clock menu more-arrow no yes mobile

Filed under:

How the Falcons' offensive personnel stacks up to 2014's personnel

While a compete roster overhaul didn't occur, changes were made offensively. These decisions should change the landscape of the running game and bring more depth to key positions

Pat Lovell-USA TODAY Sports

When a coaching change is made, personnel moves are bound to happen in some manner. The Atlanta Falcons have one of the better starting lineups from an offensive perspective. Many teams would clamor for players like Matt Ryan and Julio Jones. An aging Roddy White would even be greatly appreciated by most teams. Despite the obvious star power, upgrades were needed in key positions.

For the past three years, Atlanta’s running game has been mostly stagnant. The decline of a once-solid offensive line, Michael Turner, and Dirk Koetter’s questionable play calling can be attributed to a poor running game. With Steven Jackson’s hefty contract and Jacquizz Rodgers’ lack of upside, change was imminent. A new long-term option was needed to carry the load with Devonta Freeman.

Depth amongst other positions was vital this off-season. The need to upgrade the tight end position in some method was crucial. Despite improved play in the second-half of the season, the offensive line needed some adjustments following the switch to a zone-blocking scheme. There were more changes offensively than some may realize. From rookies to veterans looking to revitalize their respective careers, Atlanta’s offense should be more potent following these acquisitions.

Running Back

To nobody’s surprise, Steven Jackson and Jacquizz Rodgers weren’t brought back due to their limitations. Both players can still be assets in a limited capacity. In the end, Jackson’s age (32 years old in July) and Rodgers’ lack of breakaway speed were the main reasons for their departures. Antoine Smith was brought back following his remarkable season. Not many players can claim to have scored touchdowns of 38 yards or longer in five of the first six games of a season.

Devonta Freeman will be taking a much larger role as expected. The only major change will be the addition of third-round pick Tevin Coleman. It was a surprise to see Atlanta choose a running back with electrifying speed rather than a power back that can run efficiently between the tackles. It’s hard to not be intrigued by Coleman based off his resume. How many running backs do you see running past safeties on a weekly basis for long touchdowns?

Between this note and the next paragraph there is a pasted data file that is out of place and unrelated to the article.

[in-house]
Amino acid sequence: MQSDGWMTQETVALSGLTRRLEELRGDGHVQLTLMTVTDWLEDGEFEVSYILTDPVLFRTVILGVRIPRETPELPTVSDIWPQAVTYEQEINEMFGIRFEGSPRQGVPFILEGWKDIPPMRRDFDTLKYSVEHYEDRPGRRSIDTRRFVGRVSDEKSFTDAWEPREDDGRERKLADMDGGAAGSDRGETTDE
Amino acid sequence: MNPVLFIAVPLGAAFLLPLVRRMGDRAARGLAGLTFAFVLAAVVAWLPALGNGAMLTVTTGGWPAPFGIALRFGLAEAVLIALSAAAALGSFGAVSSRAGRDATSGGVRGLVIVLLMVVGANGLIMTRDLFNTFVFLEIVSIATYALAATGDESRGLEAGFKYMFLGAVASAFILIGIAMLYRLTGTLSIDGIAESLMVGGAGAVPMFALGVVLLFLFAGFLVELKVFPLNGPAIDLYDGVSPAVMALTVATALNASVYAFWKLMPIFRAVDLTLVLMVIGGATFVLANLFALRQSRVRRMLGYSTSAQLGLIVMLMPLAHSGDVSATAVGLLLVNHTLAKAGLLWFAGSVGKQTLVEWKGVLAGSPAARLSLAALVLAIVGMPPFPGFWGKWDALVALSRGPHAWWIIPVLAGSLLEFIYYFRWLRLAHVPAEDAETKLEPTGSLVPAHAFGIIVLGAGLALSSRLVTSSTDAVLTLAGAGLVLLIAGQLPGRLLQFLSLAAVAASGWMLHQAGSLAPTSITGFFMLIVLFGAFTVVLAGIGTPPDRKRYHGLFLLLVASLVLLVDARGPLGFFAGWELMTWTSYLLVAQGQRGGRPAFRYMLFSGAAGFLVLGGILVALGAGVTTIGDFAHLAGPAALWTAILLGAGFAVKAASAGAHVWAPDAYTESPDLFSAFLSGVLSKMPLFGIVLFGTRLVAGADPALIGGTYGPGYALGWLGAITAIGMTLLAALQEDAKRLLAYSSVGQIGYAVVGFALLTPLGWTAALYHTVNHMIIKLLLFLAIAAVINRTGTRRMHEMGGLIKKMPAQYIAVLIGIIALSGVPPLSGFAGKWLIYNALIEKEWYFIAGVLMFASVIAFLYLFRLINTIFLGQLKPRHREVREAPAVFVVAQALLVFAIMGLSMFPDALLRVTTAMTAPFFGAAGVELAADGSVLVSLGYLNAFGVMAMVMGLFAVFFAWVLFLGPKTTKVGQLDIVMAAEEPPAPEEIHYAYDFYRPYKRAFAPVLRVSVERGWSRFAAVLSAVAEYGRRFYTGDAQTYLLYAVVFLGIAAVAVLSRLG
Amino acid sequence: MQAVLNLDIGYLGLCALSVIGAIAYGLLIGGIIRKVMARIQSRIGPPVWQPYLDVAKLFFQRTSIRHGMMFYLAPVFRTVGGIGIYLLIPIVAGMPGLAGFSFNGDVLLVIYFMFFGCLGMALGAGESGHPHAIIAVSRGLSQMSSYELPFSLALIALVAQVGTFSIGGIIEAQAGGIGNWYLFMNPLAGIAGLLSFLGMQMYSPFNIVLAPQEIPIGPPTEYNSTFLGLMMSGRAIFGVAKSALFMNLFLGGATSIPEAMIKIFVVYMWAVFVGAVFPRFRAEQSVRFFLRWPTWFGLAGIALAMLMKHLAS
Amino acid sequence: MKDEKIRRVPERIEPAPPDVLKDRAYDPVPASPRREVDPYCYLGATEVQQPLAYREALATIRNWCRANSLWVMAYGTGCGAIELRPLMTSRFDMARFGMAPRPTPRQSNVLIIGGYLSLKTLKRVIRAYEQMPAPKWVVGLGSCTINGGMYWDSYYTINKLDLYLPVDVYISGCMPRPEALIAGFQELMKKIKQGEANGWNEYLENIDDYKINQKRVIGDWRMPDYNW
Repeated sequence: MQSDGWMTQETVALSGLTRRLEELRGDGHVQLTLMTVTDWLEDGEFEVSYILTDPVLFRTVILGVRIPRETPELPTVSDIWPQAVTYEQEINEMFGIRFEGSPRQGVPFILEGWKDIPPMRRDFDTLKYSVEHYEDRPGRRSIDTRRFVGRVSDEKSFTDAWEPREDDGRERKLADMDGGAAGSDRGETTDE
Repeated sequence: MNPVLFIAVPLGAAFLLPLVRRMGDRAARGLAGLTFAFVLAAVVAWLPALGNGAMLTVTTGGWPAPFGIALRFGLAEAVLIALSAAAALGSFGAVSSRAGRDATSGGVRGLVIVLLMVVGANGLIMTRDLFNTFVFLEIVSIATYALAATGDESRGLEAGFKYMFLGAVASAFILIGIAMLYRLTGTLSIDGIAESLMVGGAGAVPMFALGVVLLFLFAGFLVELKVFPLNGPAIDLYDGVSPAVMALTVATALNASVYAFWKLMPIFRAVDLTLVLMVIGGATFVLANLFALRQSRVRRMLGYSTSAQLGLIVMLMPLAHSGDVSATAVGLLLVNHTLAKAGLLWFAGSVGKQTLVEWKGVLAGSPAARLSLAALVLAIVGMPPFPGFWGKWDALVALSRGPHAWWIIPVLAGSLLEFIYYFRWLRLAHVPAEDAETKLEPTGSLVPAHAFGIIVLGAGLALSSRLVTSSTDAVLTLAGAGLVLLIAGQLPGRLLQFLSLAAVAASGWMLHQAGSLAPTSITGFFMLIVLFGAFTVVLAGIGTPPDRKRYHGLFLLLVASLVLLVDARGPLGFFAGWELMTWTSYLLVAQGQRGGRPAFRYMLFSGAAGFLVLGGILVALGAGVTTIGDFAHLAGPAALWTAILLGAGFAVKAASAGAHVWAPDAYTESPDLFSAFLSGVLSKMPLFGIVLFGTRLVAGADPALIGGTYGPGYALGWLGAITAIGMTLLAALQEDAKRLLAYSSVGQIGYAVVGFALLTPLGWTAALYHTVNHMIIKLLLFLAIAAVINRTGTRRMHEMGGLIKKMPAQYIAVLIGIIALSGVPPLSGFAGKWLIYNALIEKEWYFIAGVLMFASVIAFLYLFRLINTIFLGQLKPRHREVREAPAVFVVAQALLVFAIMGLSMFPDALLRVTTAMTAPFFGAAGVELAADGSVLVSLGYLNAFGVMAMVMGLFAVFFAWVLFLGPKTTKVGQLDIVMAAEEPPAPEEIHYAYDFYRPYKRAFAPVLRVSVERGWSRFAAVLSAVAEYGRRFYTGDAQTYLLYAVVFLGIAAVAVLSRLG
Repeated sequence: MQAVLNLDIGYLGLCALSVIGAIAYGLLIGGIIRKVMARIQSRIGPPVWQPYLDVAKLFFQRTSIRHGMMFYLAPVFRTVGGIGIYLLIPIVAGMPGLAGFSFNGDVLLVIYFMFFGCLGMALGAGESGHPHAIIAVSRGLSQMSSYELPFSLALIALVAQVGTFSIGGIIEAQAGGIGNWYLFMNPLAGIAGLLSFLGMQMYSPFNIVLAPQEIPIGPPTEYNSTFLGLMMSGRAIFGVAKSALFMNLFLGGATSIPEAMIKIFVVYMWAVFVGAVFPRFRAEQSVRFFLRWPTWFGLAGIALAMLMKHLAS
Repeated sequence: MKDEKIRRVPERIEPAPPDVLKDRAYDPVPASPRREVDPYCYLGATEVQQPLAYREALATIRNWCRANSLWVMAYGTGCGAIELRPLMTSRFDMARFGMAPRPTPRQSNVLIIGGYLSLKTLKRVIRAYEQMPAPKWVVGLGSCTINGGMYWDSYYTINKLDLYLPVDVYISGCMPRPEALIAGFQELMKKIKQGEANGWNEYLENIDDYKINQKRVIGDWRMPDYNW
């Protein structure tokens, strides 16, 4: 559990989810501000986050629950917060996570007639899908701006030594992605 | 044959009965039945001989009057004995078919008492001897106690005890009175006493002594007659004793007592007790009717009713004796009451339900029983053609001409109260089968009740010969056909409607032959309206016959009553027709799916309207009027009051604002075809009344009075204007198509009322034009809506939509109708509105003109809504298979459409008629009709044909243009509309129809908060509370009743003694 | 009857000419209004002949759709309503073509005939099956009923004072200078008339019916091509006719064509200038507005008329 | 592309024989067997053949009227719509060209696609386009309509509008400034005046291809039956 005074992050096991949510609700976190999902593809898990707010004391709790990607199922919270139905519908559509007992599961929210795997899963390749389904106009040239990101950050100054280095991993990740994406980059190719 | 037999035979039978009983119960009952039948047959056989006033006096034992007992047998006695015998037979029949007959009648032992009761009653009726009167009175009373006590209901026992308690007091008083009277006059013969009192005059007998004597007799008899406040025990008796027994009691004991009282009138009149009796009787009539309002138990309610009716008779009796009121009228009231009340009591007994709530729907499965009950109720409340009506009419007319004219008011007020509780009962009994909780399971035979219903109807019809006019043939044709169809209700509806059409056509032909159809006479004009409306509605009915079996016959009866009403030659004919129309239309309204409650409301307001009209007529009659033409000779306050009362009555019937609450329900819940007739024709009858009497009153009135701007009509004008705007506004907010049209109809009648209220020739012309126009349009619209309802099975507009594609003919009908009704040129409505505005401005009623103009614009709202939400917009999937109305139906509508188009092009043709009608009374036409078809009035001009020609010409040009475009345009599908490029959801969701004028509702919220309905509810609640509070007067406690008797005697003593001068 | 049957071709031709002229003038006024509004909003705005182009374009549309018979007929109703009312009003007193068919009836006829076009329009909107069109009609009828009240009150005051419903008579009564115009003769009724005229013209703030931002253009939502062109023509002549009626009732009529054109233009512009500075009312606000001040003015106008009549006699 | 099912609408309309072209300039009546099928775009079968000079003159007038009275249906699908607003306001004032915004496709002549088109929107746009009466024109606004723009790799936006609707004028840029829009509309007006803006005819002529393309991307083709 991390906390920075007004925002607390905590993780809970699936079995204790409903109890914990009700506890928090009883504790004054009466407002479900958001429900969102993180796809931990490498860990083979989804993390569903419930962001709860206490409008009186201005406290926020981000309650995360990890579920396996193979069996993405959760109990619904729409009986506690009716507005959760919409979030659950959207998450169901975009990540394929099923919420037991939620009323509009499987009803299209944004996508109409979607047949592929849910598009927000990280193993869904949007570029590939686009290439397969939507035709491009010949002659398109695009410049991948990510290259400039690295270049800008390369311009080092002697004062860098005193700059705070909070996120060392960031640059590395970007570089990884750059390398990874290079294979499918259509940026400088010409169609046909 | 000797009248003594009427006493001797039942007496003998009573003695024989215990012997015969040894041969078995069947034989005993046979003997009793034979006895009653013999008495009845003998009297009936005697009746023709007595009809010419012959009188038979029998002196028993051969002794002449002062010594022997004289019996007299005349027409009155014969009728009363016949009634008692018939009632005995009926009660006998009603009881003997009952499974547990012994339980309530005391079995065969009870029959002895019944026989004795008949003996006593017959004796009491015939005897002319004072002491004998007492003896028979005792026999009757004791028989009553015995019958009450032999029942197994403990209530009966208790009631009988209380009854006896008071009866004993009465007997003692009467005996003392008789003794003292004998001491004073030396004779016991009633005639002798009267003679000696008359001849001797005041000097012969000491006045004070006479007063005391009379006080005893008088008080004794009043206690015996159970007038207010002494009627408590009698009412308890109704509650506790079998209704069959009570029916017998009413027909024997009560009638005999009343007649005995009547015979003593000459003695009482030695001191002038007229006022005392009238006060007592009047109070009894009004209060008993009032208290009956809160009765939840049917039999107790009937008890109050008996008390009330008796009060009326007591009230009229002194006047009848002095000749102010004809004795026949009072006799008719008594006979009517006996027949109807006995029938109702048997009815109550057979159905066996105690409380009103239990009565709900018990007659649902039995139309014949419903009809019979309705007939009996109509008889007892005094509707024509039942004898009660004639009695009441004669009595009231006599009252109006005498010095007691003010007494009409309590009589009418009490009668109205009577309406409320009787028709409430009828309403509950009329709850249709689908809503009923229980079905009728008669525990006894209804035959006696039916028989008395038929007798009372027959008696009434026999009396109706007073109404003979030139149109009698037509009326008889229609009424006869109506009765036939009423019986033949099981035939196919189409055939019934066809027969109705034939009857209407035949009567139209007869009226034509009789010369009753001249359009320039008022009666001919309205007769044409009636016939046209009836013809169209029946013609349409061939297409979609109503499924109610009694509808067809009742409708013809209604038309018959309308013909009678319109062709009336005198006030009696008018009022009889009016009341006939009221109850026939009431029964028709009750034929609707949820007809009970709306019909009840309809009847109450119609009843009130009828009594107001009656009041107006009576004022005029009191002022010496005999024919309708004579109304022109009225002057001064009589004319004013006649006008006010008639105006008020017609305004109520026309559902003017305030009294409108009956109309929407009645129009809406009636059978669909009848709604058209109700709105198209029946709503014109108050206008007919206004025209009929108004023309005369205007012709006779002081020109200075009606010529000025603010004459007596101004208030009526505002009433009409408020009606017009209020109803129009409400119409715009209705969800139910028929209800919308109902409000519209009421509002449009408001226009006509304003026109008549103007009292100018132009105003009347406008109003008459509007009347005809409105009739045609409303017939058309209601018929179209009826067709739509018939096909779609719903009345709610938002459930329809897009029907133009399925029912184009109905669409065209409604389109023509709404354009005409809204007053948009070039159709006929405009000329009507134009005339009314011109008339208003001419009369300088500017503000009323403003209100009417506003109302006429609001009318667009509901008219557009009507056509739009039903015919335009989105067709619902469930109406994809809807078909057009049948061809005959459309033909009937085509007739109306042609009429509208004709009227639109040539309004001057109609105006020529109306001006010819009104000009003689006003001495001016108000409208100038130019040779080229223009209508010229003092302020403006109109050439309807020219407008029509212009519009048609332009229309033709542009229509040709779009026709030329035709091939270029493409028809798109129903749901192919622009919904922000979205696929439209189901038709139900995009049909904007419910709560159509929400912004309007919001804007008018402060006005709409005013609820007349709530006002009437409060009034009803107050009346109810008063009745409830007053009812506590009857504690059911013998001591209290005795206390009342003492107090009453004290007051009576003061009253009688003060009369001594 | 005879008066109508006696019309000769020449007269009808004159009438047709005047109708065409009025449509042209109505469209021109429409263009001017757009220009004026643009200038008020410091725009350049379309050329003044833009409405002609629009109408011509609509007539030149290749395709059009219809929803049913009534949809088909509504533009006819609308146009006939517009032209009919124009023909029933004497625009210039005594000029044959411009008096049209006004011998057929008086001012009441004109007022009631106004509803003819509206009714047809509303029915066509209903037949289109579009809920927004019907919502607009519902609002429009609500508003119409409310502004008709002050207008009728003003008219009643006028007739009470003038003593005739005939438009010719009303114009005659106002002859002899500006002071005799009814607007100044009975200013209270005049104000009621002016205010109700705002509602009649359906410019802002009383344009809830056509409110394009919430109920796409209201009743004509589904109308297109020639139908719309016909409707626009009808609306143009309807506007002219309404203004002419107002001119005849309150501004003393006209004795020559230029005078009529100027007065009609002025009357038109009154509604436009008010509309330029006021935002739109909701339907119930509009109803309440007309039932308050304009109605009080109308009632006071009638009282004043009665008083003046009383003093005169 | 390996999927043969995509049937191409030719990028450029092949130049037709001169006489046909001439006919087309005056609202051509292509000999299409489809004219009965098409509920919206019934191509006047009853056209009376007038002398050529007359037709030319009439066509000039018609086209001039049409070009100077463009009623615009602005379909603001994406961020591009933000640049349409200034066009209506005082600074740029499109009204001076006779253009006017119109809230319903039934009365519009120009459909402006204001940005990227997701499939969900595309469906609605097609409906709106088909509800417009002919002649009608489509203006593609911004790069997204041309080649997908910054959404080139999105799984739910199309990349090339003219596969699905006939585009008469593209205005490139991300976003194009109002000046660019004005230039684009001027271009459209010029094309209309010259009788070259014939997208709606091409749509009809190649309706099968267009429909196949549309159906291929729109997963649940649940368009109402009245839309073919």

The main concern involving this group has to be the lack of a power back. Will an undrafted free agent step up and take claim to being relied upon as a short-yardage situational back? Can either Patrick DiMarco or Colin Mooney possibly be incorporated into short-yardage situations? It couldn’t be worse than having DiMarco run an out route.

Kyle Shanahan will find ways to be successful on short yardage situations. You don’t become labeled as one of the best offensive coordinators without being a diverse play-caller. The trio of Freeman, Coleman, and Smith brings a lot of upside to a team that hasn’t had upside at the position since 2012. Unfortunately, Rodgers’ excellence of being an effective receiver and blocker were overshadowed by his inability to run between the tackles.

Atlanta will always be a pass-first team under Matt Ryan. Balance is still essential for this team to take the next step. For all of the star power within Atlanta’s offense, they haven’t been a top-five scoring team since 2010. Michael Turner was the workhorse running back under a run-heavy Mike Mularkey scheme during that season. While the current offensive scheme is completely different now, that 2010 team showed how an effective running game could lead to scoring more points. Look no further than the Green Bay Packers. Eddie Lacy's emergence has done wonders for that offense. It’ll be crucial for this team to be somewhat effective in generating a running game.

Wide Receivers & Tight Ends

A common theme from comparing both rosters will be the variety of options at each position. Some fans may still be disappointed by the lack of a big-name acquisition from free agency. That disappointment is justifiable, but the depth at most positions has to be refreshing. Depth has been sorely lacking for the most part over the last two years. It starts within the passing attack, where Matt Ryan can work with a plethora of quality options.

The loss of Harry Douglas won’t be felt, as long as Ryan and fourth-round pick Justin Hardy are on the same page. It became evident that Ryan and Douglas weren’t on the same page through various points of the last two seasons. Douglas was well liked within the locker room and made his fair share of plays. That shouldn’t discount the excessive amount of interceptions thrown by Ryan, where Douglas was the intended receiver.